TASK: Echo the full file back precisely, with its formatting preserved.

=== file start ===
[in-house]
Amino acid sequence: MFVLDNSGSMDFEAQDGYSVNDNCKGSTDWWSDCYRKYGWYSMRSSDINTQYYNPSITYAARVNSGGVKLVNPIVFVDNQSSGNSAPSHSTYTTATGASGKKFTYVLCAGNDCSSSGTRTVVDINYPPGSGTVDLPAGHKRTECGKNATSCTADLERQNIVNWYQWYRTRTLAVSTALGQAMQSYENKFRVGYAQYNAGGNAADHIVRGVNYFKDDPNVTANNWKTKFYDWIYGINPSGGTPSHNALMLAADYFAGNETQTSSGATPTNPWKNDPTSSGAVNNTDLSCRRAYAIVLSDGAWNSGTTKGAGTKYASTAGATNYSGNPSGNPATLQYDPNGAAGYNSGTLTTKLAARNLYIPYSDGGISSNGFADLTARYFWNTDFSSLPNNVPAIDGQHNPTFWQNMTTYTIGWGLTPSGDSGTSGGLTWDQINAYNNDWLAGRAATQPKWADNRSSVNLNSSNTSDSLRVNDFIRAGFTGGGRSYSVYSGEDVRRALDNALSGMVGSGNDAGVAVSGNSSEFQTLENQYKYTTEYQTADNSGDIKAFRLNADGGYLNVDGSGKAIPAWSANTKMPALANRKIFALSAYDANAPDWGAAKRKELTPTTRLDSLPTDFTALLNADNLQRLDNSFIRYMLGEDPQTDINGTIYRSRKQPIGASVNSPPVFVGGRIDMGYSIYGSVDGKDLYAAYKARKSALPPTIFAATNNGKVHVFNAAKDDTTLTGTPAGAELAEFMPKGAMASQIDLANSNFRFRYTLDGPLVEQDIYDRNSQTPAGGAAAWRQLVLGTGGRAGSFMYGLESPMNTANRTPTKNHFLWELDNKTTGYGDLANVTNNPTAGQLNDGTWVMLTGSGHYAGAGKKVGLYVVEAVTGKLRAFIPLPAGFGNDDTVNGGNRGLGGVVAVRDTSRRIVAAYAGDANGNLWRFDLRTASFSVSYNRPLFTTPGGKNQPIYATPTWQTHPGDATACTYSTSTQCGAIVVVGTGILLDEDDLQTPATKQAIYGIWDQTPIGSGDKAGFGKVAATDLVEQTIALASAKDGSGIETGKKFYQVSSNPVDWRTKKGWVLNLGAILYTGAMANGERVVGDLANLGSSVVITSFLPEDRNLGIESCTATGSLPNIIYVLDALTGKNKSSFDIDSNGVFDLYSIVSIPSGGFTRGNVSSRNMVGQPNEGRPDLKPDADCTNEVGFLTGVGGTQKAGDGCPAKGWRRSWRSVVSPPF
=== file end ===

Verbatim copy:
[in-house]
Amino acid sequence: MFVLDNSGSMDFEAQDGYSVNDNCKGSTDWWSDCYRKYGWYSMRSSDINTQYYNPSITYAARVNSGGVKLVNPIVFVDNQSSGNSAPSHSTYTTATGASGKKFTYVLCAGNDCSSSGTRTVVDINYPPGSGTVDLPAGHKRTECGKNATSCTADLERQNIVNWYQWYRTRTLAVSTALGQAMQSYENKFRVGYAQYNAGGNAADHIVRGVNYFKDDPNVTANNWKTKFYDWIYGINPSGGTPSHNALMLAADYFAGNETQTSSGATPTNPWKNDPTSSGAVNNTDLSCRRAYAIVLSDGAWNSGTTKGAGTKYASTAGATNYSGNPSGNPATLQYDPNGAAGYNSGTLTTKLAARNLYIPYSDGGISSNGFADLTARYFWNTDFSSLPNNVPAIDGQHNPTFWQNMTTYTIGWGLTPSGDSGTSGGLTWDQINAYNNDWLAGRAATQPKWADNRSSVNLNSSNTSDSLRVNDFIRAGFTGGGRSYSVYSGEDVRRALDNALSGMVGSGNDAGVAVSGNSSEFQTLENQYKYTTEYQTADNSGDIKAFRLNADGGYLNVDGSGKAIPAWSANTKMPALANRKIFALSAYDANAPDWGAAKRKELTPTTRLDSLPTDFTALLNADNLQRLDNSFIRYMLGEDPQTDINGTIYRSRKQPIGASVNSPPVFVGGRIDMGYSIYGSVDGKDLYAAYKARKSALPPTIFAATNNGKVHVFNAAKDDTTLTGTPAGAELAEFMPKGAMASQIDLANSNFRFRYTLDGPLVEQDIYDRNSQTPAGGAAAWRQLVLGTGGRAGSFMYGLESPMNTANRTPTKNHFLWELDNKTTGYGDLANVTNNPTAGQLNDGTWVMLTGSGHYAGAGKKVGLYVVEAVTGKLRAFIPLPAGFGNDDTVNGGNRGLGGVVAVRDTSRRIVAAYAGDANGNLWRFDLRTASFSVSYNRPLFTTPGGKNQPIYATPTWQTHPGDATACTYSTSTQCGAIVVVGTGILLDEDDLQTPATKQAIYGIWDQTPIGSGDKAGFGKVAATDLVEQTIALASAKDGSGIETGKKFYQVSSNPVDWRTKKGWVLNLGAILYTGAMANGERVVGDLANLGSSVVITSFLPEDRNLGIESCTATGSLPNIIYVLDALTGKNKSSFDIDSNGVFDLYSIVSIPSGGFTRGNVSSRNMVGQPNEGRPDLKPDADCTNEVGFLTGVGGTQKAGDGCPAKGWRRSWRSVVSPPF